After the wake-up call at 12:40 UTC on 15 June (eighth day of flying ) the third exit was prepared. This began at 17:24 UTC, when Jim Reilly and Danny Olivas left the Quest airlock. First on the program was the repair of the heat protection mat on the OMS pod. Olivas was attached to the robotic arm of the shuttle and taken to the target area. With his hand he pressed the mat back to her place and then she clung with purposes other " surgical instruments " from the medicine chest firmly. Meanwhile, was by Jim Reilly on the Destiny module, a new hydrogen valve installed. Then they both went to the semi- extended P6- wing to make him finally collapse. Since the retraction took longer than planned, prolonged NASA's scheduled to six and a half hours by one hour EVA. Gradually P6 could be retracted. At 1:22 UTC, the EVA ended after 7 hours and 58 minutes.

Achievements have been in the Russian part of the ISS: Once the astronauts had diverted the power supply in the space station, the computer could start again, being not yet perfectly was. Furthermore, the data determined the computer was submitted for evaluation to the Russian control center.

Flight day 9 was used to loading of cargo from the ISS and Atlantis in the garbage in the reverse direction. Preparations have also been made ​​for the fourth exit the next day. In addition, Sunita Williams broke the long-duration flight record for women, Shannon Lucid had set up in 1996 to the Russian space station Mir. The old record was 188 days and 4 hours. From NASA was informed that the computers in the Russian part of the station are fully operational again, they would but watch them closely.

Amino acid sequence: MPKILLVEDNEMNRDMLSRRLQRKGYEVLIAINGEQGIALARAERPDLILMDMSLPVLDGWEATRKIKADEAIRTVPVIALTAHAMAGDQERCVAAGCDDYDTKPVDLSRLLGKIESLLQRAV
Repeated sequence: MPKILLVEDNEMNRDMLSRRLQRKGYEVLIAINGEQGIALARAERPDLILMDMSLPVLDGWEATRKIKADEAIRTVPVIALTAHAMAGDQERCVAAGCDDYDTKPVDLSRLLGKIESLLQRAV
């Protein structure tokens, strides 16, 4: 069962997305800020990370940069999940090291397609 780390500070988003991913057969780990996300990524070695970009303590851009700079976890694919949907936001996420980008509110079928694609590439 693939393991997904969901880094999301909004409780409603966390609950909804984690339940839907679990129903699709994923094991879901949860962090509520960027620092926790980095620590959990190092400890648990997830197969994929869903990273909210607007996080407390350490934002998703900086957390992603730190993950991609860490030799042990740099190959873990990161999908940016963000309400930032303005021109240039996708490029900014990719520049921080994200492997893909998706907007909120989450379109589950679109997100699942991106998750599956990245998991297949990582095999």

After the wake-up call at 11:38 UTC began on 17 June ( 10 Flugtag ) preparations for the fourth and final exit. This began at 16:25 UTC. During the alighting of Patrick Forrester and Steven Swanson broke, among other things, the last bolt, in the past prevented rotation of S3/S4-Segmentes. In addition, a camera was placed there. Since the duo was done very quickly with the tasks, they could still perform some other tasks. These were the installation of an Ethernet cable to Unity, dismantling a GPS antenna and the cultivation of a portion of the debris shield on the Destiny laboratory module. The withdrawal ended after 6 hours and 29 minutes around 22:54 UTC.

Flight day 11 was for the crew, in addition to the transhipment of freight, free. The crews also prepared themselves to the undocking of Atlantis. Also the S3/S4-Segment with the SARJ was first moved and aligned with the sun. NASA additional tests were performed to check the station computer. Among other things, the position control was passed back from the Atlantis to the ISS computer. This was necessary in order for the Atlantis can undock. At 22:51 UTC, the bulkhead between the Atlantis and the ISS were closed, both the end of joint work and the end of the 190 - day stay of Sunita Williams marked on the station.